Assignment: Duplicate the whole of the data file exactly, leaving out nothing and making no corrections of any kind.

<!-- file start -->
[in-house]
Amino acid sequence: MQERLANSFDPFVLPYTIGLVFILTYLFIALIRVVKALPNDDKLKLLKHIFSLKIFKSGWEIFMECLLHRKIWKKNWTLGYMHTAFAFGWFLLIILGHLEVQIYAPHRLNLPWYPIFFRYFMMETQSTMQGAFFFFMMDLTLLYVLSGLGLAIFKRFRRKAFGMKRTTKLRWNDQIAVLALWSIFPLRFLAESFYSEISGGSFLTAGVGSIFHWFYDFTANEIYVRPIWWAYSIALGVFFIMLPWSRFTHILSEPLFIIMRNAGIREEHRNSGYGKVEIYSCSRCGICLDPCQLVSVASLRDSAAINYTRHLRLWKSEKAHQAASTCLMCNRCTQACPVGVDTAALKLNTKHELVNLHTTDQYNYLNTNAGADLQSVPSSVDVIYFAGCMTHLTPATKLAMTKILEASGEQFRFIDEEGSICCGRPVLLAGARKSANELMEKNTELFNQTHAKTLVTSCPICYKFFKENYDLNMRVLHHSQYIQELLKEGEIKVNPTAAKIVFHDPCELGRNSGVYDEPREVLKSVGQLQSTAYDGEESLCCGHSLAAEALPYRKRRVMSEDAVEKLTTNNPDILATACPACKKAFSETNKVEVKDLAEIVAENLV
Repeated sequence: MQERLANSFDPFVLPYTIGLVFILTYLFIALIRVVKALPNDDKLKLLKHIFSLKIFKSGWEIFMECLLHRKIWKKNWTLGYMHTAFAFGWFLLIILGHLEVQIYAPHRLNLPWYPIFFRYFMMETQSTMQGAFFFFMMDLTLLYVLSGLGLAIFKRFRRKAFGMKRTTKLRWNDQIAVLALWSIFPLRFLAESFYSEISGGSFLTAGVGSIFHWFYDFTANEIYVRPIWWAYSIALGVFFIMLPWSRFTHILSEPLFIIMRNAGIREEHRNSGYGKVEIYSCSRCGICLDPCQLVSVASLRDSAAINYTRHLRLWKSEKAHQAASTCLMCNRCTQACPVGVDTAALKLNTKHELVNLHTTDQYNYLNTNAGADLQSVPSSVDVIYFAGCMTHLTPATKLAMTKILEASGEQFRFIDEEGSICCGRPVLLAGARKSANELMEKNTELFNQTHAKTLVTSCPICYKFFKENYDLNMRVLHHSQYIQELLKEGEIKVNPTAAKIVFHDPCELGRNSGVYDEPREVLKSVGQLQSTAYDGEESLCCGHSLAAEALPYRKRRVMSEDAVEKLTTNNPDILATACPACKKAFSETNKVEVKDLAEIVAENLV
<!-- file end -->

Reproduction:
[in-house]
Amino acid sequence: MQERLANSFDPFVLPYTIGLVFILTYLFIALIRVVKALPNDDKLKLLKHIFSLKIFKSGWEIFMECLLHRKIWKKNWTLGYMHTAFAFGWFLLIILGHLEVQIYAPHRLNLPWYPIFFRYFMMETQSTMQGAFFFFMMDLTLLYVLSGLGLAIFKRFRRKAFGMKRTTKLRWNDQIAVLALWSIFPLRFLAESFYSEISGGSFLTAGVGSIFHWFYDFTANEIYVRPIWWAYSIALGVFFIMLPWSRFTHILSEPLFIIMRNAGIREEHRNSGYGKVEIYSCSRCGICLDPCQLVSVASLRDSAAINYTRHLRLWKSEKAHQAASTCLMCNRCTQACPVGVDTAALKLNTKHELVNLHTTDQYNYLNTNAGADLQSVPSSVDVIYFAGCMTHLTPATKLAMTKILEASGEQFRFIDEEGSICCGRPVLLAGARKSANELMEKNTELFNQTHAKTLVTSCPICYKFFKENYDLNMRVLHHSQYIQELLKEGEIKVNPTAAKIVFHDPCELGRNSGVYDEPREVLKSVGQLQSTAYDGEESLCCGHSLAAEALPYRKRRVMSEDAVEKLTTNNPDILATACPACKKAFSETNKVEVKDLAEIVAENLV
Repeated sequence: MQERLANSFDPFVLPYTIGLVFILTYLFIALIRVVKALPNDDKLKLLKHIFSLKIFKSGWEIFMECLLHRKIWKKNWTLGYMHTAFAFGWFLLIILGHLEVQIYAPHRLNLPWYPIFFRYFMMETQSTMQGAFFFFMMDLTLLYVLSGLGLAIFKRFRRKAFGMKRTTKLRWNDQIAVLALWSIFPLRFLAESFYSEISGGSFLTAGVGSIFHWFYDFTANEIYVRPIWWAYSIALGVFFIMLPWSRFTHILSEPLFIIMRNAGIREEHRNSGYGKVEIYSCSRCGICLDPCQLVSVASLRDSAAINYTRHLRLWKSEKAHQAASTCLMCNRCTQACPVGVDTAALKLNTKHELVNLHTTDQYNYLNTNAGADLQSVPSSVDVIYFAGCMTHLTPATKLAMTKILEASGEQFRFIDEEGSICCGRPVLLAGARKSANELMEKNTELFNQTHAKTLVTSCPICYKFFKENYDLNMRVLHHSQYIQELLKEGEIKVNPTAAKIVFHDPCELGRNSGVYDEPREVLKSVGQLQSTAYDGEESLCCGHSLAAEALPYRKRRVMSEDAVEKLTTNNPDILATACPACKKAFSETNKVEVKDLAEIVAENLV